Indian Prime Minister Narendra Modi has asked the nation’s poorest communities for forgiveness after ordering further restrictions to combat the spread of coronavirus among its 1.3 billion people.
New measures were brought in after days of chaos on the borders of capital territory Delhi, where thousands of economic migrants converged as they tried to get back to their rural eastern villages to see out the lockdown.
Workers have been desperate to get out of Delhi as the restrictions have left them unable to pay rent, and the prime minister acknowledged that poorer people will suffer most from the damage done by the pandemic.
In a nationwide radio address, Mr Modi said he understood why they would be questioning a government decision that stood to put them “into so much trouble”, but said the lockdown would help “give India victory over corona“.
The daily wage earners and contract workers trying to get back to their native villages over the weekend walked for hundreds of miles from the more prosperous western states.
Almost 100,000 people – from a sector making up almost 80% of India’s workforce – had gathered at bus terminals and other border points in Delhi, where they were stopped from proceeding any further.
There was no social distancing, nor were many wearing protection from potential COVID-19 infection – defeating the purpose of a lockdown designed to keep the world’s second biggest population indoors.
The chaotic scenes forced the government to arrange thousands of buses to take them home, from where the administration will have the tough task of tracking them down and quarantining them for two weeks.
India’s numbers have alarmed the federal government – there are 1,192 positive coronavirus cases so far and 29 reported deaths, but like other countries there are likely many more cases that have not been tested.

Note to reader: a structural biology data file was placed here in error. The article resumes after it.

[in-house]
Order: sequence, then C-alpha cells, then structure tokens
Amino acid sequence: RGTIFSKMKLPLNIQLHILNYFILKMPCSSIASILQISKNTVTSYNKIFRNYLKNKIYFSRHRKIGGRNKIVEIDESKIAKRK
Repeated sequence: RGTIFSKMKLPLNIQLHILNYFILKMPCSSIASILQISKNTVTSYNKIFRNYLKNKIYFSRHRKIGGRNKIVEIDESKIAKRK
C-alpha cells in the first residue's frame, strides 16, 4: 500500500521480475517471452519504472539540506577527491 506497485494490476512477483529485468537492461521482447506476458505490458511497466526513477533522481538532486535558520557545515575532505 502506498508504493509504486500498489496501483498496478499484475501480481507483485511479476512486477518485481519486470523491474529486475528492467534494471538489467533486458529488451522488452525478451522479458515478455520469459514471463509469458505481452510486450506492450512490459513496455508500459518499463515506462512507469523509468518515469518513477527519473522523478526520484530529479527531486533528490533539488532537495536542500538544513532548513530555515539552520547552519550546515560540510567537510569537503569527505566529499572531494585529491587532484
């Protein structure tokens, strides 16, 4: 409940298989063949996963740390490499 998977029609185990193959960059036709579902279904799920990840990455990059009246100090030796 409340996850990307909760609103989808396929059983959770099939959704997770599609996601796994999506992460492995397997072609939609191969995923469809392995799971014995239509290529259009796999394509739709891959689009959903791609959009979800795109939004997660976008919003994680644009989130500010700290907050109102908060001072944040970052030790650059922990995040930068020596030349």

Mr Modi’s administration has now directed all state governments to seal their borders and not allow any movement of people outside their homes.
All state governments are also going to set up relief shelters, where migrant workers will be provided a place to stay and given free food during the lockdown.
The prime minister said in his radio address that he was sorry for the inconvenience caused by the lockdown, but that there were no other options left to save the country and its people.
Mr Modi has faced criticism for being slow to respond to the virus, and rights activist Harsh Mander told Sky News the government’s “lack of public compassion for the migrant workforce is a failure”.
He said the government had “failed to anticipate” the threat of the virus and described its response as “haphazard, poorly planned” – with “mixed messages” that had caused a “breakdown of trust among this work force”.
“There is a breakdown of trust,” he added.
“It seems the prime minister was only speaking to the middle class who are assured of a salary, have a roof over their head and running water in their homes. The poorest have been thrown under the bus.”
Driving around in Delhi, there is a much larger police presence, with more barricades and more stringent checking.
At one of the checkpoints, Assistant Sub Inspector Gill told Sky News: “We have been given strict instructions to enhance our checking.
“All migrants have to be sent to the shelter homes, no one is allowed to be on the road.”
At another checkpoint, police seized the scooter of a couple who were unable to provide a genuine reason for being on the road, with only those involved in essential services are allowed to be out.
Police and paramilitary forces have been conducting flag marches since the enhanced restrictions were introduced, although the government says there are no plans to extend the lockdown at the moment.
It was brought in on 25 March and was due to last for 21 days.
Cabinet secretary Rajiv Gauba said he was “surprised” by reports that the lockdown could last longer.
Meanwhile, more than 500 relief camps have been set up in Delhi and the state government is now handing out free food for almost 400,000 people in its shelters.
At the Sarai Kale Khan bus terminal, more than 400 families – a mixture of homeless people, daily wage workers and migrants unable to go back to their villages – are being cared for.
But elsewhere, officials are being criticised for how they are enforcing the lockdown.
In the town of Bareilly in Uttar Pradesh, government workers have been filmed spraying disinfectant over a group of migrants sitting on the ground.
The administration has been criticised for this dehumanising display.
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